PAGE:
Representatives from these two gene banks participated in the seed deposit and received certificates personally signed by the Norwegian Minister of Agriculture and Food, Sandra Borch as an acknowledgement of the two institutions as depositors to the Seed Vault.
This week a total of 50 boxes filled with seeds from 12 depositors were brought into Svalbard Global Seed Vault. A broad diversity of crops was represented i
n the seed boxes, cereals, corn, herbs and several species of African forages.
With this month’s two new depositors, 89 institutions around the world have backed-up precious crop diversity in the Arctic permafrost. The deposits do not alter the ownership to the seeds and only the depositor can withdraw their seeds and open the boxes.
The Institute of Field and Vegetable Crops (IFVCNS) from Serbia deposited 96 seed samples, most of which were different wheat species. This first Serbian deposit was supported by the International Treaty on Plant Genetic Resources for Food and Agriculture.
Traditional Crops from Latvia
The other new depositor is the Genetic Resource Center/LMVI ’Silava’, which is based in Latvian Riga. The center has been working for three years to regenerate the seed samples sent to Svalbard. 153 seed samples of 30 different species were safety duplicated, most of the crops have been of great importance to the country.
“The seed samples being sent to Svalbard are all varieties that have been developed in Latvia, and represent crops that are agriculturally and culturally important for Latvia. Barley, flax and wheat making up over half of the number of deposited seed samples,” says Dainis Ruņģis, gene bank manager at ’Silava’.
“From the perspective of Latvian cuisine, of course we also have grey peas, dill and caraway in this deposit.”
Representatives from the Latvian Ministry of Agriculture were also present when the seed samples from the new depositors were brought into the Vault.
“The conservation and sustainable use of genetic diversity is crucial to meet the challenges of adapting to climate change. Depositing seeds in Svalbard guarantees their safety and shows that the entire world can work to reach a common goal of conserving precious genetic resources,” says Kristine Sirma, the Latvian Ministry’s head of Sustainable Agriculture Development Division.
22 New Species in the Vault
The International Livestock Research Institute (ILRI) is headquartered in Nairobi but operates in a collaboration between Kenya and Ethiopia with 14 offices in Asia and Africa. The institute focuses on livestock work in developing countries, the conservation of forages is an important part. During the deposit, several new species entered the Vault, including various grass and legumes.
“22 species are safety duplicated up on Svalbard for the first time. Although our primary focus is conserving forages, some forage species have multiple uses. For example, the cowpea Vigna unguiculata is also used as a vegetable, says Alice Muchugi, ILRI’s gene bank manager.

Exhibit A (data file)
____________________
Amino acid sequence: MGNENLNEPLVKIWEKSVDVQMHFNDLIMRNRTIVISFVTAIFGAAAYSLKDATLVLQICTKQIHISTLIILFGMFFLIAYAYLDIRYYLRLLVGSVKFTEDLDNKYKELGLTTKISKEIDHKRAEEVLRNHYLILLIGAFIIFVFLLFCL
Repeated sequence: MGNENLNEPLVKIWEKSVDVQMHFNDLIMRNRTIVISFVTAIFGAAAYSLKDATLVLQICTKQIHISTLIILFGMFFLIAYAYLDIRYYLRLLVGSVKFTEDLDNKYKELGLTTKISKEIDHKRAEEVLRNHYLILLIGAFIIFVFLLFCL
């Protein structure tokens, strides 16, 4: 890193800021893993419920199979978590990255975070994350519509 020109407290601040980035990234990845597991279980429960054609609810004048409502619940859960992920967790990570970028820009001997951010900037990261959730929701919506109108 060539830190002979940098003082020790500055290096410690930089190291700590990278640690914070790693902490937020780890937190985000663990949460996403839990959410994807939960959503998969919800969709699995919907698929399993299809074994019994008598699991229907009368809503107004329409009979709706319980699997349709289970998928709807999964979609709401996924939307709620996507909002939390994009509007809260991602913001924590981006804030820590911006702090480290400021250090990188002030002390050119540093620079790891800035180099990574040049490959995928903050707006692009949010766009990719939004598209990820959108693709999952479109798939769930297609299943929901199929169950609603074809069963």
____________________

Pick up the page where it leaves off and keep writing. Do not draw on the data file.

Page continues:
The Largest Depositor
Another institution that participated in the deposit was the International Wheat and Maize Improvement Center, CIMMYT, which is headquartered in Mexico and is known as the world’s largest gene bank for maize and wheat. In the October deposit, CIMMYT had the largest number of seed samples (4051) and it is also the largest depositor in total. 177,850 seed samples of twelve species of wheat and maize from CIMMYT are now secured in the Seed Vault.
“Our goal is to send 90 percent of the collection by 2024. We are planning to send around 7,000 seed samples of wheat and 800 of corn annually,” says Rocío Quiroz Soto, Assistant Research Associate at CIMMYT.
“Personally, I am very pleased to carry out this activity that contributes to the conservation of genetic resources and to guarantee the food security of two of the largest food crops in the world.”
This deposit coincides with the launch of a call for project proposals created by the Crop Trust in partnership with the Secretariat of the Plant Treaty, NordGen and the Norwegian Ministry of Food and Agriculture. The call will give gene banks in lower-income countries support to regenerate their crop collections and deposit them in the Seed Vault.
The October deposit means that there now are 1 125 416 seed samples stored in the Seed Vault. The next deposit is scheduled to be carried out in February 2022.
Institutions That deposited seeds in the October Seed Deposit
Latvia: LMVI ‘Silava’, Genetic Resource Center.
Serbia: Institute of Field and Vegetable Crops, IFVCNS.
United Kingdom: John Innes Center
Kenya: World Agroforestry, ICRAF.
Austria: Austrian Agency for Health and Food Safety, AGES,.
Kenya/Ethiopia: The International Livestock Research Institute, ILRI.
Mexico: International Wheat and Maize Improvement Center, CIMMYT
Peru: International Potato Center, CIP.
Botswana: SADC Plant Genetic Resource Center, SPGRC
South Korea; Rural Development Administration, RDA, .
Poland: National Center for Plant Genetic Resources, IHAR.
Thailand: National Rice Seed Storage Laboratory for Genetic Resources, NRSSL
The Svalbard Global Seed Vault is established and owned by Norway and operated in a partnership between the Norwegian Ministry of Agriculture and Food, NordGen – the Nordic countries’ gene bank, and the international organisation Crop Trust.